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Thread: Primal Places to Visit in Different Countries

  1. #1
    Join Date
    Jul 2010

    Primal Places to Visit in Different Countries

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    Perhaps a thread on this would be good.

    There must be various places in just about every country that might appeal to people with primal interests and it could be good to have an expanded list of them with links as a resource for people going on holiday.

    It might be just about anything -- rock art, a museum with a good anthropology collection, something to do with food or farming.

    I'll suggest two or three in England to get the ball rolling.

    Down House at Downe in Kent:

    With its unique place in the history of science, Down House, the home of Charles Darwin, is one of the major visitor attractions in the South East. See the study where Darwin wrote 'On the Origin of Species', still as it was when he worked here, and stroll through the extensive gardens that so inspired the great scientist.
    Home of Charles Darwin (Down House) | English Heritage

    The Royal Botanic Gardens, Kew:

    The Royal Botanic Gardens, Kew is one of the world's leading botanic gardens. Holding over 1 in 8 of known plant species, the gardens at Kew and Wakehurst ...
    Royal Botanic Gardens, Kew - Welcome To Our Website

    British Museum: Department of Africa, Oceania and the Americas

    The collection of the Department of Africa, Oceania and the Americas includes around 350,000 objects, representing the cultures of the indigenous peoples of four continents. ... Between 1970 and 1997 the department (then known as the Department of Ethnography) was well known for its lively exhibitions and related activities which took place at the Museum of Mankind. Since it returned to the main Museum site in Bloomsbury, the department has continued to display its collection in permanent galleries ...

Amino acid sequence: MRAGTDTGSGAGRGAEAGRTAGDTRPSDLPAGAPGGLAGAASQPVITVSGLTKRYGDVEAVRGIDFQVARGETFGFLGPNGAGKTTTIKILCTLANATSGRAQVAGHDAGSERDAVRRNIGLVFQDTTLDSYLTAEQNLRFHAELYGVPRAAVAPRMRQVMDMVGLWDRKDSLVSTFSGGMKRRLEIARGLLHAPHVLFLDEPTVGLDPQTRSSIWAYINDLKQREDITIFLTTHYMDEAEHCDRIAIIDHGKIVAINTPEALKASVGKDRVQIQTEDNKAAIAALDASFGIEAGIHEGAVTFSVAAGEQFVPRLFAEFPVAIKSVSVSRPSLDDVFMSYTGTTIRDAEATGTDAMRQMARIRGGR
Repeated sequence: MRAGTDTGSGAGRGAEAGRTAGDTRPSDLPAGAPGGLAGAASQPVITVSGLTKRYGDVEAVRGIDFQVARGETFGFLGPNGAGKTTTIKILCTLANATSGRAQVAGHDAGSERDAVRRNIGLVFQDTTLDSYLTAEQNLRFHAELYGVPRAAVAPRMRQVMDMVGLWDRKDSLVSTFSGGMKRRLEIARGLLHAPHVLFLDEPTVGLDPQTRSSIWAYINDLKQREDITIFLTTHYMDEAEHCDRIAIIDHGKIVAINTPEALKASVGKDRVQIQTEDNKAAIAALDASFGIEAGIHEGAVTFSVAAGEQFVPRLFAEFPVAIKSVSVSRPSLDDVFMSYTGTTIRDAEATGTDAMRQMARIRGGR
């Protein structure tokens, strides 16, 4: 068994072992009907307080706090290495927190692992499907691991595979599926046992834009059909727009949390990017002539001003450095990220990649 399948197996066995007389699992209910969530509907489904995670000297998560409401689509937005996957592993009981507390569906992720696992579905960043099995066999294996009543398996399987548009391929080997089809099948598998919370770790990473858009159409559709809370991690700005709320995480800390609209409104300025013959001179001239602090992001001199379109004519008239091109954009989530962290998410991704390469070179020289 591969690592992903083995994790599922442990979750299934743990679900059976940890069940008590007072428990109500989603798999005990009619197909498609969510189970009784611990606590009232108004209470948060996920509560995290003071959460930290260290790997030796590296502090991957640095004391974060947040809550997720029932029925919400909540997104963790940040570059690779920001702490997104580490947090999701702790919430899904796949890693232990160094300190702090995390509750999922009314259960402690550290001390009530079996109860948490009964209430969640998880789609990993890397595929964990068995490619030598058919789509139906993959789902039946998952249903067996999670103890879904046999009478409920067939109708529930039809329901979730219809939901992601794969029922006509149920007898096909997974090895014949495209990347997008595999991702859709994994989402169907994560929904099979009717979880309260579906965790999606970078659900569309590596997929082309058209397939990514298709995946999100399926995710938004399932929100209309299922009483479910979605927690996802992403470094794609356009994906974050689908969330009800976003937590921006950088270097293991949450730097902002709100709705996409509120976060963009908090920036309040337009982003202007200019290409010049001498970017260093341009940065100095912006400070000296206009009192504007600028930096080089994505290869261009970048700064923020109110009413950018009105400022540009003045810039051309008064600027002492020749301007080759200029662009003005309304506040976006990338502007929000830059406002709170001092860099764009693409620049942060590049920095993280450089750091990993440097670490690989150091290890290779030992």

British Museum - Africa, Oceania and the Americas

  2. #2
    Paleobird's Avatar
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    The Oldupai Gorge in Tanzania was fascinating. This is the resting place of Lucy. The place where the earliest know evidence of completely bipedal locomotion was recorded for all time in the volcanic mud. This is where the dig made famous by the Leakeys is still ongoing.
    It was amazing to be walking in the footsteps of Grok and Grokelle across this magnificent landscape and get a feel for what it would have taken to survive there.

    While there I visited with a tribe of bushmen named the Wahadzabe. These are Grok's great, great some-odd grandchildren. Wonderful people. They taught me how to shoot a bow and how to make fire with a stick. Making dik-dik jerky with the guys and digging up bush potatoes with the ladies. Fascinating stuff.
    Last edited by Paleobird; 08-30-2012 at 10:12 PM.

  3. #3
    Join Date
    Jul 2010
    That sounds great.

    Ngorongoro Conservation Area Authority :: What to See - Oldupai Gorge & Laetoli

    I'm hoping this thread will attract some posts. I don't go on holiday much, but if I went to Australia where would I go to find out Aboriginal life pre-contact, and is any of the rock art accessible? What about stuff on the Maoris and the flora and fauna of New Zealand? If I pop over to Norway -- not too far -- is the Fram on show, and can I find out about Nansen and what he learned from indigenous peoples?

    One could have a virtual holiday if nothing else by visiting the links.